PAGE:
The Hague Convention on Intercountry Adoption is an international agreement between participating countries on best adoption procedures. These procedures have basically two goals in mind:
- The best interest of children are considered with each intercountry adoption.
- The prevention of abduction, exploitation, sale, or trafficking of children.
The guidelines and procedures that are set forth in the Hague Convention are also for the protection of birth families, as well as adoptive families. Part of the Convention's guidelines ensures that one Central Authority is in place in each country so that adoptive parents get the most accurate information regarding adoption. The Department of State is the U.S. Central Authority for the Convention. According to the State Department's Web site, implementing the principles of the Hague Convention on Intercountry Adoption is the State Department's top priority at this time. They hope that the U.S. will be a Hague Convention country by late 2007 or early 2008.
As of February 26, 2008, there are 75 countries that have joined the Convention.
History of the Hague Convention on Intercountry Adoption
- The Hague Convention on Private International Law has been around since 1893, but the Hague Convention on Protection of Children and Co-operation in Respect of Intercountry Adoption was completed for comments by member countries on May 29, 1993.
- The United States signed the Convention on March 31, 1994.
- In 1998, President Clinton sent the Hague Convention on Intercountry Adoptions to the U.S. Senate for ratification.
- In 2000, both Houses of Congress passed bills for implementation of the Convention, the Intercountry Adoption Act of 2000 (the IAA), Public Law 106-279.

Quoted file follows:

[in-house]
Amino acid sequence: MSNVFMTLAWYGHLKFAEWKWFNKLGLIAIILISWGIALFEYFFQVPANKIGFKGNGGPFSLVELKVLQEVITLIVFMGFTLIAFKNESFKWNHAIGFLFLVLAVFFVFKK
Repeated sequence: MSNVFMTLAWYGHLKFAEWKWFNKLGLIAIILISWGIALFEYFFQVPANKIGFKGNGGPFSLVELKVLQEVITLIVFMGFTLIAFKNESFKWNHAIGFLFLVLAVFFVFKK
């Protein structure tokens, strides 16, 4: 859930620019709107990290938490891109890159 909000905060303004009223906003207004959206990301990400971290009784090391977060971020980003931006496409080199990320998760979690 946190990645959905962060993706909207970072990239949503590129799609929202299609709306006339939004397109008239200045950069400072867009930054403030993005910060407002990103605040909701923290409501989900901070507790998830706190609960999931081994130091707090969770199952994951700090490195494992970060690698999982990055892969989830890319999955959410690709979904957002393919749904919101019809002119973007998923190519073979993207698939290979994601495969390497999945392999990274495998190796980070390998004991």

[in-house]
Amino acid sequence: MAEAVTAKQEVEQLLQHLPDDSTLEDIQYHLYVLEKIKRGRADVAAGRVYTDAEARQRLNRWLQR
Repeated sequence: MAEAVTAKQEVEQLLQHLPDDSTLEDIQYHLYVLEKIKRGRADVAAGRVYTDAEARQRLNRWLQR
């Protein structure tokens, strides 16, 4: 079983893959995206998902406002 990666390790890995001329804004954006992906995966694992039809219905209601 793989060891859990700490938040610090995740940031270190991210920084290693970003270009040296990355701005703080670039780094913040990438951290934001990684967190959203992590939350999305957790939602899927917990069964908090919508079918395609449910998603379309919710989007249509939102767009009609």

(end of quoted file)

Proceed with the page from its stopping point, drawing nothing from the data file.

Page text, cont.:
- President Clinton signed the IAA into law on October 6, 2000.
- The United States ratified the Hague Convention on Intercountry Adoption on December 12, 2007 in the Netherlands.
- The Hague Convention on Intercountry Adoption entered into force for the United States on April 1, 2008.
This means that private adoption service providers will need to be accredited, temporarily accredited, or approved, supervised by a provider that is accredited, temporarily accredited, or approved, in order to provide adoption services involving the U.S. and another Convention country. See an updated list on the Department of State Web site of these agencies.
Adoptions between Hague and non-Hague countries are not prohibited by the Hague Convention
Top 10 Hague Convention Countries that U.S. Families Adopted from in 2005
New developments -
- Guatemala plans on being compliant by January 1, 2008, but will not work with any country that is not compliant.
- On April 1, 2008, the Department of State advised that prospective adoptive parents not initiate an adoption with Guatemala.
Top 10 Non-Hague Countries / Territories that U.S. Families Adopted from in 2005
- The Hague Convention on Intercountry Adoption Process - U.S. Department of State
- Hague Convention on Intercountry Adoption and the Intercountry Adoption Act of 2000: Background - U.S. Department of State
- Guatemalan Adoptions and the Hague Convention